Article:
Your Ministry Doesn’t Need You

Courtesy of Krystal International Vacation Club/
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I’ll never forget the first weekend I was away from the youth ministry.  You would have thought I was preparing for the end of the world.  I was a chicken with it’s head cut off prepping volunteers, notifying emergency contacts and making backups for the backup materials.  Needless to say, the weekend went off without a hitch.  Afterwards, I thought to myself, I can do this, I can be away and this ministry can still go.
But, then there was the time I went away for my honeymoon, that meant three weekends in a row.  At the time I was more experienced (3 years in); however, I still took the same precautions as before.  When I returned I asked one of my coworkers how it went and he replied, “It’s good to have you back.”
The idea of taking a break, going on vacation or just being away from our ministries can be stressful and filled with high anxiety.  Because if something happens, like:

  • A kid is hurting.
  • A parent needs clarity to a question.
  • The keynote for the message doesn’t work.
  • The building is held hostage by aliens.

It falls on us.  For those reasons (maybe not the alien thing) we never take a break and we feel enslaved to our jobs, which is not healthy.  When that happens you’ve made it all about YOU and not about GOD.  And when that happens you’ve lost focus of your calling.  We need to remember:

Our Ministries Don’t Need Us To Do Well They Need God

A few weeks ago I heard Francis Chan give a compelling message that put my ego in check.  He said your ministry doesn’t have to have you there for a teenager to come to Christ, because it’s only with God that that stuff happens.  Once we begin to realize that we are God’s tool, and not the end all be all of ministry, the tension will melt away.
What you and I need to do is lead a ministry that doesn’t have to have us but wants to have us.  It’s healthy to know that you don’t have to be present at your ministry for it to succeed; therefore, the best way to prepare for that is through:

  • Replacing Yourself – If you replace yourself, you can leave; however, even if you don’t want to leave it’s good to delegate the responsibilities.  You can’t do everything on your own, because again it isn’t about you.  Delegate responsibilities to your volunteers and you will not only share the burden but give yourself the ability to increase your leadership capacity.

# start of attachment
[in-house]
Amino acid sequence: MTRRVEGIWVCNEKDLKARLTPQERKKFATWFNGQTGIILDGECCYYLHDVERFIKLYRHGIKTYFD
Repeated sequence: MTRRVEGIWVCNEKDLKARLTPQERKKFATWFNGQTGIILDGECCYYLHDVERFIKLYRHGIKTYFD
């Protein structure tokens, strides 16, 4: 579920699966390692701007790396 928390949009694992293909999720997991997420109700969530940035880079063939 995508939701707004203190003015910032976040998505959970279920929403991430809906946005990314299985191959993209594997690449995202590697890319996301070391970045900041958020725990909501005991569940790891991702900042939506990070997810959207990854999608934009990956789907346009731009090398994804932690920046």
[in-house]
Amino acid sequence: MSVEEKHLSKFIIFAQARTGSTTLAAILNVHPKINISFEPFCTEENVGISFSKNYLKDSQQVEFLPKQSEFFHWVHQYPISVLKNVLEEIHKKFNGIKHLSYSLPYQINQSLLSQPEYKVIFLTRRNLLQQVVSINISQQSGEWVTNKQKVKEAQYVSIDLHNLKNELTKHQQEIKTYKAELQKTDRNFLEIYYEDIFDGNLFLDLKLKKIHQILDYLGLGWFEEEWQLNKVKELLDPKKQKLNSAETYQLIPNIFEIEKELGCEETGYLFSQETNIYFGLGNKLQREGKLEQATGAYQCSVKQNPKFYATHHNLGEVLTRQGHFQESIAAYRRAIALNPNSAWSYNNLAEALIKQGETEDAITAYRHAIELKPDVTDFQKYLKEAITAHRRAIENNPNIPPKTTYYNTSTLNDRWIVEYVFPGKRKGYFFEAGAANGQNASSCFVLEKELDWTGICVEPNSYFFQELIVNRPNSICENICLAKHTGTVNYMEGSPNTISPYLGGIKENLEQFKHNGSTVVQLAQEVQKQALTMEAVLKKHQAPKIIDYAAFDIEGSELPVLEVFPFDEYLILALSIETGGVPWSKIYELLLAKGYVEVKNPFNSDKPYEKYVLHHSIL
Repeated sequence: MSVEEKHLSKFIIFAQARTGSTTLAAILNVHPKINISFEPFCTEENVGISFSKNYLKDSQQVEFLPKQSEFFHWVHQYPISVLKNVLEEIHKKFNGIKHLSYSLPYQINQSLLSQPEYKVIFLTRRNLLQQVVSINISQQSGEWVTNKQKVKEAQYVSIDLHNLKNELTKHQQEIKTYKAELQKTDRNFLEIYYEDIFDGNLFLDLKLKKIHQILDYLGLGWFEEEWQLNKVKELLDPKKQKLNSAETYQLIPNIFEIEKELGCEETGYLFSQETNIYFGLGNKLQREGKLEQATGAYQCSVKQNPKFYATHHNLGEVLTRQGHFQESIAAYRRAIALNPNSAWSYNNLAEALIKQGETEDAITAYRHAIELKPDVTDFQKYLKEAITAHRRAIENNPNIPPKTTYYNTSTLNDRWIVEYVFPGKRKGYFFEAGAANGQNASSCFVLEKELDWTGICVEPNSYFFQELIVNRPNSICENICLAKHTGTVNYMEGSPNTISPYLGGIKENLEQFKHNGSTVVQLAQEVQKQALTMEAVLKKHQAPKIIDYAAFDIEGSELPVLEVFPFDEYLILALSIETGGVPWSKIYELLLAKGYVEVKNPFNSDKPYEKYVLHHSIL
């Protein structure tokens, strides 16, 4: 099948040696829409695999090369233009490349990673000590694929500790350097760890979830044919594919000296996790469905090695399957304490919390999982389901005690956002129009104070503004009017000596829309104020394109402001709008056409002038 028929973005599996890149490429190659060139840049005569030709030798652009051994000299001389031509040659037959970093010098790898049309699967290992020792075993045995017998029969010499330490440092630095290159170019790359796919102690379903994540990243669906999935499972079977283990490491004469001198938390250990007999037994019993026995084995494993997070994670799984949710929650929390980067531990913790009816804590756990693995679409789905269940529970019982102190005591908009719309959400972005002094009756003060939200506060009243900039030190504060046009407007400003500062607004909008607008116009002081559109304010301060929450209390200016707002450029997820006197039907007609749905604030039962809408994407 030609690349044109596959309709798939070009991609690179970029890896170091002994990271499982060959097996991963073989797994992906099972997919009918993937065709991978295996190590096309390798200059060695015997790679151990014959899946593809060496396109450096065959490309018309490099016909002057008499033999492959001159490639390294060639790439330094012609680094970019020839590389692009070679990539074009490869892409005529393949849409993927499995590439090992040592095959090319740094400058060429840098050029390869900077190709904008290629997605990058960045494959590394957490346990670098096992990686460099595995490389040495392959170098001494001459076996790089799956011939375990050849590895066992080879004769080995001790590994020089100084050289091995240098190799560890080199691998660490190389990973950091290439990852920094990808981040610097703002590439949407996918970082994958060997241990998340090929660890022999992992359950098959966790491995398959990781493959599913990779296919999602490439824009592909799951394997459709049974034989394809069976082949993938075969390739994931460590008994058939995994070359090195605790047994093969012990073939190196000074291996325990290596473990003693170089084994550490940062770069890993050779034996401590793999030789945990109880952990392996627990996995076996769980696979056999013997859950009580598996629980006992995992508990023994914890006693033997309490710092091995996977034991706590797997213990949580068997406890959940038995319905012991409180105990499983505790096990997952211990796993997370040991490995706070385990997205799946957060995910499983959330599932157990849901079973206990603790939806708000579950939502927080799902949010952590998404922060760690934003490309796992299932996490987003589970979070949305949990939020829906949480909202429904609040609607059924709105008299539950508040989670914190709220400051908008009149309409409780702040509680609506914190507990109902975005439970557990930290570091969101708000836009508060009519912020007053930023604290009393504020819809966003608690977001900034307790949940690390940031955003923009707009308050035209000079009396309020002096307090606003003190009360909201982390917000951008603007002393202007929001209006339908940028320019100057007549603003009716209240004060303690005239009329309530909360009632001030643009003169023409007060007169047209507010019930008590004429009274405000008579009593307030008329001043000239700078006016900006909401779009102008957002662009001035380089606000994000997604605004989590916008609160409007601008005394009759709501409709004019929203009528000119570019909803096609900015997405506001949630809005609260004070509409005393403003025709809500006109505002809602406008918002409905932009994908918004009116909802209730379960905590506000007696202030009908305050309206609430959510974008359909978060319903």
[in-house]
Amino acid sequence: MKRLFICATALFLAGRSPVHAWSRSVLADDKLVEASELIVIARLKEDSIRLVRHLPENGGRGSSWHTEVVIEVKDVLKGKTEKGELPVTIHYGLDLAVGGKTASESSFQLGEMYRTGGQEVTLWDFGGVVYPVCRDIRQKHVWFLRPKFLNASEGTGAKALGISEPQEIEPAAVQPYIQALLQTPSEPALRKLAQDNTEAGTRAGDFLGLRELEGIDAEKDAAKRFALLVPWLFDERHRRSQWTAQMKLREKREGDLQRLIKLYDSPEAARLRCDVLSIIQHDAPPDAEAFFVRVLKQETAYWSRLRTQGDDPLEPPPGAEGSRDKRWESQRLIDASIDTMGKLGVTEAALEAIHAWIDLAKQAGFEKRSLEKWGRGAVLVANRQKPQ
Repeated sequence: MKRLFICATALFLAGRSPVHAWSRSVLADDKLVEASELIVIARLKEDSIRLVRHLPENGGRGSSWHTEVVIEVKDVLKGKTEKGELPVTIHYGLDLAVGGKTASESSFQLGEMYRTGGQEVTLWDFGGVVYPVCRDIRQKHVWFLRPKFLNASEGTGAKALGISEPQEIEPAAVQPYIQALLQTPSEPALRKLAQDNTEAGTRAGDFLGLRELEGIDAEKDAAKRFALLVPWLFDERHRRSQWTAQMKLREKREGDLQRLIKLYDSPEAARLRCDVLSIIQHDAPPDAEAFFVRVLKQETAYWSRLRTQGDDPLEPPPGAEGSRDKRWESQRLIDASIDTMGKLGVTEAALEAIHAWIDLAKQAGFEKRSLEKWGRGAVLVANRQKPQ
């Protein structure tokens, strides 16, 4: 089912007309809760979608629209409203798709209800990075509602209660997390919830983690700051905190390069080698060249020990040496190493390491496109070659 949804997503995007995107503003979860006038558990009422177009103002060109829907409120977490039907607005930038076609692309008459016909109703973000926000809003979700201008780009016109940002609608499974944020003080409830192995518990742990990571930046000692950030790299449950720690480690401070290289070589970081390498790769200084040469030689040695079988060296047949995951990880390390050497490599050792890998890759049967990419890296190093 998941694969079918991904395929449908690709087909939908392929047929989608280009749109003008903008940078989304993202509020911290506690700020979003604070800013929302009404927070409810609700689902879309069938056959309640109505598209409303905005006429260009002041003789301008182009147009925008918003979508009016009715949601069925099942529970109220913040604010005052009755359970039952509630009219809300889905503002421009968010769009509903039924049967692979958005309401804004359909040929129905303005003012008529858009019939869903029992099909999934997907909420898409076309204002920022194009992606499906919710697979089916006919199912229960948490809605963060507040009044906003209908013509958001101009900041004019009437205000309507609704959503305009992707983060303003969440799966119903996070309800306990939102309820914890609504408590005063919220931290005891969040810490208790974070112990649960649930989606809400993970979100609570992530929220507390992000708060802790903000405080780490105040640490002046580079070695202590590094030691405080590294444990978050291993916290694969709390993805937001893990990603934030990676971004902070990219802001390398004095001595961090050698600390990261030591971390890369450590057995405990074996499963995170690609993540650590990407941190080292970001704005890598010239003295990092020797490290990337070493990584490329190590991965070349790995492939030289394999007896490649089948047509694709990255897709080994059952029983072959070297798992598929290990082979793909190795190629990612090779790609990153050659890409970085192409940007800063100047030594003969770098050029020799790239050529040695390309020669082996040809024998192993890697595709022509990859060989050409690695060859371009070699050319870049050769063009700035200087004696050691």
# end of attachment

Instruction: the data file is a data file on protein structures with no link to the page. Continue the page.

• Sharing Vision – When vision is shared a direction is given.  When people know and like where they are going they are willing to invest in it long term.  When people get the vision they’ll know where to take the ministry, even if you do not. (How to share your vision, click here)   
  • Letting It Fail – When you leave your ministry it might succeed, but you have to risk failure to allow that to happen.  Letting it fail means letting your team take risks of running the ministry without you.  Not only will this allow you to see holes that need filling; but, it will give them the confidence to know they can succeed without you. (How to make this happen, click here)
  • Allowing God To Lead – The only way to turn a me-centered ministry into a God centered one is by working on your personal relationship with Christ.  This means focusing on your prayer life, diving into scripture and really listening to where He is leading you.

Accomplishing these tasks isn’t just for when you leave; but, for when you need to take a break.  Again, God doesn’t NEED you to run a successful ministry, He just WANTS you.  When we can embrace this mentality we can see how God is blessing our ministry, and what our role is no matter how long the term.

Share your thoughts.  Where would you like to go on vacation and what’s holding you back from leaving your ministry behind?

Please note: I reserve the right to delete comments that are offensive or off-topic.